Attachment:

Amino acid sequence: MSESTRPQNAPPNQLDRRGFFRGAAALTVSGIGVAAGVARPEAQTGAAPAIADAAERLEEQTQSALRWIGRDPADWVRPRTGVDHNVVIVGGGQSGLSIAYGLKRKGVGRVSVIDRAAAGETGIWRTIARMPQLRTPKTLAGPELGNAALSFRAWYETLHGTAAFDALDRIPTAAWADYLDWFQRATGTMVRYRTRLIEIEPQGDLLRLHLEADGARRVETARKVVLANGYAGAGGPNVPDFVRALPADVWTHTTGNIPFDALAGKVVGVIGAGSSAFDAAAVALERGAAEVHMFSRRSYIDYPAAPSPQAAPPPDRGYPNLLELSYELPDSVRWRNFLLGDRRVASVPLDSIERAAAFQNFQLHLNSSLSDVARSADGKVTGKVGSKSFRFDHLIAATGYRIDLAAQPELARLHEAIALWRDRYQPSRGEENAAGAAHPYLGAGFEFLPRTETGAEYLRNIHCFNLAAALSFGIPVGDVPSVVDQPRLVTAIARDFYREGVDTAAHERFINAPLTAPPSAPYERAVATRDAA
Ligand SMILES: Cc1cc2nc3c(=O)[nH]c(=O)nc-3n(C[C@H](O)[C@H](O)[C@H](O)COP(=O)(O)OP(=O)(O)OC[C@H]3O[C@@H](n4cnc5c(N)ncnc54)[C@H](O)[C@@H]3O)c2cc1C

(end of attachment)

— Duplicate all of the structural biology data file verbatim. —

Amino acid sequence: MSESTRPQNAPPNQLDRRGFFRGAAALTVSGIGVAAGVARPEAQTGAAPAIADAAERLEEQTQSALRWIGRDPADWVRPRTGVDHNVVIVGGGQSGLSIAYGLKRKGVGRVSVIDRAAAGETGIWRTIARMPQLRTPKTLAGPELGNAALSFRAWYETLHGTAAFDALDRIPTAAWADYLDWFQRATGTMVRYRTRLIEIEPQGDLLRLHLEADGARRVETARKVVLANGYAGAGGPNVPDFVRALPADVWTHTTGNIPFDALAGKVVGVIGAGSSAFDAAAVALERGAAEVHMFSRRSYIDYPAAPSPQAAPPPDRGYPNLLELSYELPDSVRWRNFLLGDRRVASVPLDSIERAAAFQNFQLHLNSSLSDVARSADGKVTGKVGSKSFRFDHLIAATGYRIDLAAQPELARLHEAIALWRDRYQPSRGEENAAGAAHPYLGAGFEFLPRTETGAEYLRNIHCFNLAAALSFGIPVGDVPSVVDQPRLVTAIARDFYREGVDTAAHERFINAPLTAPPSAPYERAVATRDAA
Ligand SMILES: Cc1cc2nc3c(=O)[nH]c(=O)nc-3n(C[C@H](O)[C@H](O)[C@H](O)COP(=O)(O)OP(=O)(O)OC[C@H]3O[C@@H](n4cnc5c(N)ncnc54)[C@H](O)[C@@H]3O)c2cc1C